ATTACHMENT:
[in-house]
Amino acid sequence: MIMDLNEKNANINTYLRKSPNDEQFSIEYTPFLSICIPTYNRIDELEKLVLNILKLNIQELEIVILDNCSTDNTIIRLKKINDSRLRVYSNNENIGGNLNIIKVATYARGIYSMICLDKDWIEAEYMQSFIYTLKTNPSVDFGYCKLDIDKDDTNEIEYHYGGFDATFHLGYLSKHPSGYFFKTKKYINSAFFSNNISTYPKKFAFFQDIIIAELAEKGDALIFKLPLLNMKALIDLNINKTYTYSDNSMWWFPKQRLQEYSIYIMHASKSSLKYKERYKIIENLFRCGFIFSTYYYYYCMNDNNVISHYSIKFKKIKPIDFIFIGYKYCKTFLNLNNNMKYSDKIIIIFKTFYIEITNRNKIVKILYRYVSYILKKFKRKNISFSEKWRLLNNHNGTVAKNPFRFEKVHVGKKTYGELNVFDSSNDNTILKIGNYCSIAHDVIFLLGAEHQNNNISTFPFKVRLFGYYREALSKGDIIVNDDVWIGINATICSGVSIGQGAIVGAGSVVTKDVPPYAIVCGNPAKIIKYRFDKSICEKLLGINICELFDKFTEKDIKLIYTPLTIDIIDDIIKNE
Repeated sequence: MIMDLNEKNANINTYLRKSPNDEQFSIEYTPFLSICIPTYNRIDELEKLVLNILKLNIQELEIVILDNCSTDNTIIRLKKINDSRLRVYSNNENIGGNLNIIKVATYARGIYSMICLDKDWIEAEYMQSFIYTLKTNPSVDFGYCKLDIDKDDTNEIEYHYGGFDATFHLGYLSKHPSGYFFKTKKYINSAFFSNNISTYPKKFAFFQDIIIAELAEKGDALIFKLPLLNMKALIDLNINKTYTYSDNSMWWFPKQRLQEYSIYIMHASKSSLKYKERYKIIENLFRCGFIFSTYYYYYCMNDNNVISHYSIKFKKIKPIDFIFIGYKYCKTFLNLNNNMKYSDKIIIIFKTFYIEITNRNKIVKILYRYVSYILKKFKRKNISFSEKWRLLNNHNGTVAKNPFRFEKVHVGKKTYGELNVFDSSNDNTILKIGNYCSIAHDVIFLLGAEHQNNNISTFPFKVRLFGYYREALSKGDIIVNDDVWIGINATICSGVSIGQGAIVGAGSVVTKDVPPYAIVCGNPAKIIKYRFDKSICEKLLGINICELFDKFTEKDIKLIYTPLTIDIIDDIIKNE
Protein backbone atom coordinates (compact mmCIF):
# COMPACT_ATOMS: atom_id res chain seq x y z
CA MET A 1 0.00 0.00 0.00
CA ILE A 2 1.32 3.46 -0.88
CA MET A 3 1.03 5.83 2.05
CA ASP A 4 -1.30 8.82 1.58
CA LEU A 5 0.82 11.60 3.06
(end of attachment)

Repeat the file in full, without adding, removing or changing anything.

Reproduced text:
[in-house]
Amino acid sequence: MIMDLNEKNANINTYLRKSPNDEQFSIEYTPFLSICIPTYNRIDELEKLVLNILKLNIQELEIVILDNCSTDNTIIRLKKINDSRLRVYSNNENIGGNLNIIKVATYARGIYSMICLDKDWIEAEYMQSFIYTLKTNPSVDFGYCKLDIDKDDTNEIEYHYGGFDATFHLGYLSKHPSGYFFKTKKYINSAFFSNNISTYPKKFAFFQDIIIAELAEKGDALIFKLPLLNMKALIDLNINKTYTYSDNSMWWFPKQRLQEYSIYIMHASKSSLKYKERYKIIENLFRCGFIFSTYYYYYCMNDNNVISHYSIKFKKIKPIDFIFIGYKYCKTFLNLNNNMKYSDKIIIIFKTFYIEITNRNKIVKILYRYVSYILKKFKRKNISFSEKWRLLNNHNGTVAKNPFRFEKVHVGKKTYGELNVFDSSNDNTILKIGNYCSIAHDVIFLLGAEHQNNNISTFPFKVRLFGYYREALSKGDIIVNDDVWIGINATICSGVSIGQGAIVGAGSVVTKDVPPYAIVCGNPAKIIKYRFDKSICEKLLGINICELFDKFTEKDIKLIYTPLTIDIIDDIIKNE
Repeated sequence: MIMDLNEKNANINTYLRKSPNDEQFSIEYTPFLSICIPTYNRIDELEKLVLNILKLNIQELEIVILDNCSTDNTIIRLKKINDSRLRVYSNNENIGGNLNIIKVATYARGIYSMICLDKDWIEAEYMQSFIYTLKTNPSVDFGYCKLDIDKDDTNEIEYHYGGFDATFHLGYLSKHPSGYFFKTKKYINSAFFSNNISTYPKKFAFFQDIIIAELAEKGDALIFKLPLLNMKALIDLNINKTYTYSDNSMWWFPKQRLQEYSIYIMHASKSSLKYKERYKIIENLFRCGFIFSTYYYYYCMNDNNVISHYSIKFKKIKPIDFIFIGYKYCKTFLNLNNNMKYSDKIIIIFKTFYIEITNRNKIVKILYRYVSYILKKFKRKNISFSEKWRLLNNHNGTVAKNPFRFEKVHVGKKTYGELNVFDSSNDNTILKIGNYCSIAHDVIFLLGAEHQNNNISTFPFKVRLFGYYREALSKGDIIVNDDVWIGINATICSGVSIGQGAIVGAGSVVTKDVPPYAIVCGNPAKIIKYRFDKSICEKLLGINICELFDKFTEKDIKLIYTPLTIDIIDDIIKNE
Protein backbone atom coordinates (compact mmCIF):
# COMPACT_ATOMS: atom_id res chain seq x y z
CA MET A 1 0.00 0.00 0.00
CA ILE A 2 1.32 3.46 -0.88
CA MET A 3 1.03 5.83 2.05
CA ASP A 4 -1.30 8.82 1.58
CA LEU A 5 0.82 11.60 3.06